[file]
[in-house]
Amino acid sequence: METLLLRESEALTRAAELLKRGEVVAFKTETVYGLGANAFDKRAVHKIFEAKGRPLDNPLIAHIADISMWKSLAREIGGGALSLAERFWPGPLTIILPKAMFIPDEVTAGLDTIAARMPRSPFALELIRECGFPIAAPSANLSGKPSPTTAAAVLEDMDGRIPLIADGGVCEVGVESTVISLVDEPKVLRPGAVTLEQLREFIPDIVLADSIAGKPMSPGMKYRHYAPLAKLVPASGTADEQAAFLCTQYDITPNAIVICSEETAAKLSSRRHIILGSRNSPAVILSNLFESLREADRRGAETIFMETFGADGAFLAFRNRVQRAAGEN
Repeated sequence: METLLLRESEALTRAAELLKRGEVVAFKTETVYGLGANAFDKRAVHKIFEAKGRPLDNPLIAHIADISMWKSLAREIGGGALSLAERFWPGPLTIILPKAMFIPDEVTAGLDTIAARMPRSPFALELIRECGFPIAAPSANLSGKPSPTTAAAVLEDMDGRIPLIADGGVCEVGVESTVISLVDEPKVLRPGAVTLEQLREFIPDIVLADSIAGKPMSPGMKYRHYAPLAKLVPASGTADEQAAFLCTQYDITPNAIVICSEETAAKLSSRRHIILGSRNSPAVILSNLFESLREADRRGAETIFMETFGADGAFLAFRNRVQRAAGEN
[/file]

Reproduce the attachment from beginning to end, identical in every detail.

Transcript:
[in-house]
Amino acid sequence: METLLLRESEALTRAAELLKRGEVVAFKTETVYGLGANAFDKRAVHKIFEAKGRPLDNPLIAHIADISMWKSLAREIGGGALSLAERFWPGPLTIILPKAMFIPDEVTAGLDTIAARMPRSPFALELIRECGFPIAAPSANLSGKPSPTTAAAVLEDMDGRIPLIADGGVCEVGVESTVISLVDEPKVLRPGAVTLEQLREFIPDIVLADSIAGKPMSPGMKYRHYAPLAKLVPASGTADEQAAFLCTQYDITPNAIVICSEETAAKLSSRRHIILGSRNSPAVILSNLFESLREADRRGAETIFMETFGADGAFLAFRNRVQRAAGEN
Repeated sequence: METLLLRESEALTRAAELLKRGEVVAFKTETVYGLGANAFDKRAVHKIFEAKGRPLDNPLIAHIADISMWKSLAREIGGGALSLAERFWPGPLTIILPKAMFIPDEVTAGLDTIAARMPRSPFALELIRECGFPIAAPSANLSGKPSPTTAAAVLEDMDGRIPLIADGGVCEVGVESTVISLVDEPKVLRPGAVTLEQLREFIPDIVLADSIAGKPMSPGMKYRHYAPLAKLVPASGTADEQAAFLCTQYDITPNAIVICSEETAAKLSSRRHIILGSRNSPAVILSNLFESLREADRRGAETIFMETFGADGAFLAFRNRVQRAAGEN